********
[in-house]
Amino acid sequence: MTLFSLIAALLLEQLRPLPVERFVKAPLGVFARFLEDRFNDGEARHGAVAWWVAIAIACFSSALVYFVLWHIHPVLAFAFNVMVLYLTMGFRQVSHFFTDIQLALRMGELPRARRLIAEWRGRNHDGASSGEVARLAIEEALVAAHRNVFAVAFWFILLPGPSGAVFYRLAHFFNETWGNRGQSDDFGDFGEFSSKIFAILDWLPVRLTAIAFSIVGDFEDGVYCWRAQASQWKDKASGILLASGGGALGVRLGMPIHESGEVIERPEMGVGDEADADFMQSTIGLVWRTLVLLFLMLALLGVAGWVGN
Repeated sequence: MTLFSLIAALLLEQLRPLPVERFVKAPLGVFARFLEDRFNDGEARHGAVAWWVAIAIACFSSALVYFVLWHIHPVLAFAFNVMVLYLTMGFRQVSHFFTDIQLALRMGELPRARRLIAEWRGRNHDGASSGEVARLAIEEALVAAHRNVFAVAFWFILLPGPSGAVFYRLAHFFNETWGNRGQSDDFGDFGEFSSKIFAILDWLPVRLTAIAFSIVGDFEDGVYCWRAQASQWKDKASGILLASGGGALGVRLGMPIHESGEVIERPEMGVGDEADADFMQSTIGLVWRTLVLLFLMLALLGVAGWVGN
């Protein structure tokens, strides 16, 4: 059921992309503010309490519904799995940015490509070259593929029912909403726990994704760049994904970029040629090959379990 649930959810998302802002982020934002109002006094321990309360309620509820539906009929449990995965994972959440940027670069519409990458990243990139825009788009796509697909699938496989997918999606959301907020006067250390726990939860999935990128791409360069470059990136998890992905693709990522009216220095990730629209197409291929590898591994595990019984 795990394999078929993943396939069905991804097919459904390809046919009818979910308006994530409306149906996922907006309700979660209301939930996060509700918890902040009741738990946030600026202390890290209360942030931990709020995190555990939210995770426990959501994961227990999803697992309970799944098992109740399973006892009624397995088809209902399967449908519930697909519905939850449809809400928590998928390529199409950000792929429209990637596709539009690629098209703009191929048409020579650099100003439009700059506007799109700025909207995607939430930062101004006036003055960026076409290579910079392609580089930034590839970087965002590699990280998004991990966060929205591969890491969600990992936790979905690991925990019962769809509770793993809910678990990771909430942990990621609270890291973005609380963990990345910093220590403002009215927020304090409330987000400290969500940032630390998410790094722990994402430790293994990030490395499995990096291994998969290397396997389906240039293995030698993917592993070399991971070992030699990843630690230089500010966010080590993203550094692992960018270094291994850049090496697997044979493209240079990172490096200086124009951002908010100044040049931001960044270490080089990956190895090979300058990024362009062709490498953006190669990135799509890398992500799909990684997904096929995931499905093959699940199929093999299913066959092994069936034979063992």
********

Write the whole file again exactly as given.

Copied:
[in-house]
Amino acid sequence: MTLFSLIAALLLEQLRPLPVERFVKAPLGVFARFLEDRFNDGEARHGAVAWWVAIAIACFSSALVYFVLWHIHPVLAFAFNVMVLYLTMGFRQVSHFFTDIQLALRMGELPRARRLIAEWRGRNHDGASSGEVARLAIEEALVAAHRNVFAVAFWFILLPGPSGAVFYRLAHFFNETWGNRGQSDDFGDFGEFSSKIFAILDWLPVRLTAIAFSIVGDFEDGVYCWRAQASQWKDKASGILLASGGGALGVRLGMPIHESGEVIERPEMGVGDEADADFMQSTIGLVWRTLVLLFLMLALLGVAGWVGN
Repeated sequence: MTLFSLIAALLLEQLRPLPVERFVKAPLGVFARFLEDRFNDGEARHGAVAWWVAIAIACFSSALVYFVLWHIHPVLAFAFNVMVLYLTMGFRQVSHFFTDIQLALRMGELPRARRLIAEWRGRNHDGASSGEVARLAIEEALVAAHRNVFAVAFWFILLPGPSGAVFYRLAHFFNETWGNRGQSDDFGDFGEFSSKIFAILDWLPVRLTAIAFSIVGDFEDGVYCWRAQASQWKDKASGILLASGGGALGVRLGMPIHESGEVIERPEMGVGDEADADFMQSTIGLVWRTLVLLFLMLALLGVAGWVGN
């Protein structure tokens, strides 16, 4: 059921992309503010309490519904799995940015490509070259593929029912909403726990994704760049994904970029040629090959379990 649930959810998302802002982020934002109002006094321990309360309620509820539906009929449990995965994972959440940027670069519409990458990243990139825009788009796509697909699938496989997918999606959301907020006067250390726990939860999935990128791409360069470059990136998890992905693709990522009216220095990730629209197409291929590898591994595990019984 795990394999078929993943396939069905991804097919459904390809046919009818979910308006994530409306149906996922907006309700979660209301939930996060509700918890902040009741738990946030600026202390890290209360942030931990709020995190555990939210995770426990959501994961227990999803697992309970799944098992109740399973006892009624397995088809209902399967449908519930697909519905939850449809809400928590998928390529199409950000792929429209990637596709539009690629098209703009191929048409020579650099100003439009700059506007799109700025909207995607939430930062101004006036003055960026076409290579910079392609580089930034590839970087965002590699990280998004991990966060929205591969890491969600990992936790979905690991925990019962769809509770793993809910678990990771909430942990990621609270890291973005609380963990990345910093220590403002009215927020304090409330987000400290969500940032630390998410790094722990994402430790293994990030490395499995990096291994998969290397396997389906240039293995030698993917592993070399991971070992030699990843630690230089500010966010080590993203550094692992960018270094291994850049090496697997044979493209240079990172490096200086124009951002908010100044040049931001960044270490080089990956190895090979300058990024362009062709490498953006190669990135799509890398992500799909990684997904096929995931499905093959699940199929093999299913066959092994069936034979063992």